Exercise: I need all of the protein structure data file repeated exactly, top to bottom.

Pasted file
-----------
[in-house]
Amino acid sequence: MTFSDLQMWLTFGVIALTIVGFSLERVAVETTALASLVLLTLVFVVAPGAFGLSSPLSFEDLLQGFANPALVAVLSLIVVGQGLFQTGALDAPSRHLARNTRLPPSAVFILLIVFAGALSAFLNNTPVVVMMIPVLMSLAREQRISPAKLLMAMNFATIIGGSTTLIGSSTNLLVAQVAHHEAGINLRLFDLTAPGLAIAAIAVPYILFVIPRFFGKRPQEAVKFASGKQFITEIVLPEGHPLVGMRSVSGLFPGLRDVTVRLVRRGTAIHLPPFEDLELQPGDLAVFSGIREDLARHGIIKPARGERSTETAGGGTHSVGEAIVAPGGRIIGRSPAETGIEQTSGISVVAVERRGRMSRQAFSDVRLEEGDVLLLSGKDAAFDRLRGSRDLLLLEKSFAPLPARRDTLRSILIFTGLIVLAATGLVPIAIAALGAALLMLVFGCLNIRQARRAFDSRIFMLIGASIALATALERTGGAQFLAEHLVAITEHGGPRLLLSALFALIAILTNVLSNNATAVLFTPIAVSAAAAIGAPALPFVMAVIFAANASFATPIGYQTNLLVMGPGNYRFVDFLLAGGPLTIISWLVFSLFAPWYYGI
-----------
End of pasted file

[in-house]
Amino acid sequence: MTFSDLQMWLTFGVIALTIVGFSLERVAVETTALASLVLLTLVFVVAPGAFGLSSPLSFEDLLQGFANPALVAVLSLIVVGQGLFQTGALDAPSRHLARNTRLPPSAVFILLIVFAGALSAFLNNTPVVVMMIPVLMSLAREQRISPAKLLMAMNFATIIGGSTTLIGSSTNLLVAQVAHHEAGINLRLFDLTAPGLAIAAIAVPYILFVIPRFFGKRPQEAVKFASGKQFITEIVLPEGHPLVGMRSVSGLFPGLRDVTVRLVRRGTAIHLPPFEDLELQPGDLAVFSGIREDLARHGIIKPARGERSTETAGGGTHSVGEAIVAPGGRIIGRSPAETGIEQTSGISVVAVERRGRMSRQAFSDVRLEEGDVLLLSGKDAAFDRLRGSRDLLLLEKSFAPLPARRDTLRSILIFTGLIVLAATGLVPIAIAALGAALLMLVFGCLNIRQARRAFDSRIFMLIGASIALATALERTGGAQFLAEHLVAITEHGGPRLLLSALFALIAILTNVLSNNATAVLFTPIAVSAAAAIGAPALPFVMAVIFAANASFATPIGYQTNLLVMGPGNYRFVDFLLAGGPLTIISWLVFSLFAPWYYGI